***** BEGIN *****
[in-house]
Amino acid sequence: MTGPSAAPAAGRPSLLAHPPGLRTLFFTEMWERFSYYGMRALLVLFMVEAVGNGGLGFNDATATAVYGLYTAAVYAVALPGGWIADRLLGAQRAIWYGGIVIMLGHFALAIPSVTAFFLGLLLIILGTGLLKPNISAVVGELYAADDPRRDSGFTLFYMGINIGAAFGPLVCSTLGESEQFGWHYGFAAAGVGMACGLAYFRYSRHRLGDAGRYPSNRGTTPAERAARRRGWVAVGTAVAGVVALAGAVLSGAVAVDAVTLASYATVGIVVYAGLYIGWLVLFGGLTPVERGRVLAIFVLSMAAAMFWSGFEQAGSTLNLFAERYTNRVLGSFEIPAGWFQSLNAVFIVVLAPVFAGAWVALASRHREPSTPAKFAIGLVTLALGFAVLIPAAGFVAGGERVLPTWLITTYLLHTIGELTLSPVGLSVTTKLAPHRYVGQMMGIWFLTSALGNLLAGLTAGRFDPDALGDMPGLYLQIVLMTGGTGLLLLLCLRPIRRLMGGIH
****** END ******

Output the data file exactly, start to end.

[in-house]
Amino acid sequence: MTGPSAAPAAGRPSLLAHPPGLRTLFFTEMWERFSYYGMRALLVLFMVEAVGNGGLGFNDATATAVYGLYTAAVYAVALPGGWIADRLLGAQRAIWYGGIVIMLGHFALAIPSVTAFFLGLLLIILGTGLLKPNISAVVGELYAADDPRRDSGFTLFYMGINIGAAFGPLVCSTLGESEQFGWHYGFAAAGVGMACGLAYFRYSRHRLGDAGRYPSNRGTTPAERAARRRGWVAVGTAVAGVVALAGAVLSGAVAVDAVTLASYATVGIVVYAGLYIGWLVLFGGLTPVERGRVLAIFVLSMAAAMFWSGFEQAGSTLNLFAERYTNRVLGSFEIPAGWFQSLNAVFIVVLAPVFAGAWVALASRHREPSTPAKFAIGLVTLALGFAVLIPAAGFVAGGERVLPTWLITTYLLHTIGELTLSPVGLSVTTKLAPHRYVGQMMGIWFLTSALGNLLAGLTAGRFDPDALGDMPGLYLQIVLMTGGTGLLLLLCLRPIRRLMGGIH